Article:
First-years from suburban communities are most likely to be legacies, with 24.35% reporting legacy status, as opposed to students from rural and urban communities who almost evenly reported legacy status, with 15.6% of rural students and 14.5% of urban students being legacies.

In general, the likelihood of being a legacy student increases as incomes increase. Students from the below $40,000 income bracket were the least likely to report legacy status, at 4.55%. The $250,000-$500,000 income bracket has the greatest proportion of legacy students at 42.6%.



Note: The “Native American or Alaska Native” category contains one student and was excluded from analysis. The “A race/ethnicity not listed here” category contains seven students. The eleven students who did not report family incomes were excluded from analysis.

Comparing income, race and academic background among students

Black or African American, Hispanic or Latinx/e, first-generation students more likely to come from low-income backgrounds

Black or African American and Hispanic or Latinx/e first-years were most likely to be from lower-income brackets compared to students of other races. While 20.7% of white and 36.8% of Asian students were in income brackets between below $40,000 to $125,000, around 59.3% of Black or African American and 68.8% of Hispanic or Latinx first-years were in the lower three income brackets. 

No Black or African American first-years or students who chose “A race/ethnicity not listed here” reported household incomes in the highest bracket of above $500,000, while 14.2% of Asian and 20% of white students did. 

Among first-generation college students, about 68.6% indicate being in the below $40,000 or $40,000-$80,000 income brackets, whereas only 10.8% of non-first-generation students reported being in those same income brackets. No first-generation student reported a family income of above $500,000. Additionally, 5.7% of first-generation students fell into the $250,000-$500,000 income bracket, compared to 28.8% of non-first-generation students.

While 29.6% of the Black or African American and 43.8% of the Hispanic or Latinx respondents are first-generation students, 4.6% of white, 5.5% of Asian and 11.9% of multiracial students reported being the first to go to college.



Note: The “Native American or Alaska Native” category was excluded from analysis because it contained only one student. The “A race/ethnicity not listed here” category contains seven students. The eleven students who did not report family incomes were excluded from analysis.

Hispanic or Latix/e, Black or African American students most likely to receive financial aid

Just under 78% of Black or African American and 87.5% of Hispanic or Latinx/e said they receive financial aid at Duke, compared to 37.3% of white and 35.1% of Asian students. About 49% of multiracial students receive financial aid. 

Just under 30% of students who identified as Black or African American said financial aid “most influenced” their decision to attend the University, along with 18.8% of students who identified as Hispanic or Latinx/e, 10.5% of students who identified as multiracial, 8% of students who identified as white and 5.4% of students who identified as Asian.

High-income, Early Decision students more likely to have attended private high schools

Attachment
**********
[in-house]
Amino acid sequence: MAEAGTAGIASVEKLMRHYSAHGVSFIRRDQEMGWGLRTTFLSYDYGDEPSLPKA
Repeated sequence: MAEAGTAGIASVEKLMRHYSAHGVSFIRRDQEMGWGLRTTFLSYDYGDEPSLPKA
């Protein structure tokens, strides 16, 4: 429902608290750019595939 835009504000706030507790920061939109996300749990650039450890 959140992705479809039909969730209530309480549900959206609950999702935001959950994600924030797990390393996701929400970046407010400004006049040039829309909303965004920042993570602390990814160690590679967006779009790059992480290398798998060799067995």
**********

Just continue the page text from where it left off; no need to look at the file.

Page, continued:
Students with family incomes above $500,000 were most likely to have attended both parochial and non-denominational private secondary schools as compared to other income brackets. However, they were equally as likely to attend public secondary schools, with 50.9% attending private schools and 49.1% attending public schools. 

In contrast, first-years in the below $40,000 income bracket were most likely to attend public charter or non-charter secondary schools at 81.8%. Just over 70% of students in the $40,000-$80,000, $80,000-$125,000 and $125,000-$250,000 attended public schools.

Consistent with last year’s analysis, a greater proportion of Early Decision applicants attended private schools than regular decision applicants—35.5% versus 26.3%, respectively—which could be connected to the higher household income among Early Decision applicants previously noted.

Furthermore, a slightly higher proportion of Pratt students than Trinity students attended public schools—70.2% of Pratt as compared to 66.9% of Trinity. While the percentage of students who attended private parochial schools was about even among both Pratt and Trinity students—8.3% and 8.7% respectively—more Trinity students attended non-denominational private schools. DKU students were most likely to have attended a private secondary school, at 55.5%. 

White, Asian, high-income students more likely to have hired a private admissions counselor

While 14.8% Black or African American and 6.3% of Hispanic or Latinx respondents hired a private admissions counselor, around 36% of white and 30.3% of Asian students did. Students who selected “a race/ethnicity not listed here” were the most likely to hire a private admissions counselor at 42.9%, though it should be noted that only seven students reported being in this category. 

In general, the likelihood of hiring a private admissions counselor increases as median household income increases, with 56.1% of students in the highest income bracket of above $500,000 hiring private admissions counselors. However, 9.1% of students in the below $40,000 income bracket hired a private admissions counselor, a proportion higher than the 2.7% of students in the $40,000-$80,000 income bracket. 



Note: The “Native American or Alaska Native” category was excluded from analysis because it contained only one student. The “A race/ethnicity not listed here” category contains seven students. The eleven students who did not report family incomes were excluded from analysis.

White, Asian students most likely to have taken a gap year

While only 14.6% of white students opted to take a gap year, they make up over half of the students that did so. Asian students make up a quarter of those who took gap years.


Alison Korn

Alison Korn is a Pratt sophomore and enterprise editor of The Chronicle's 118th volume.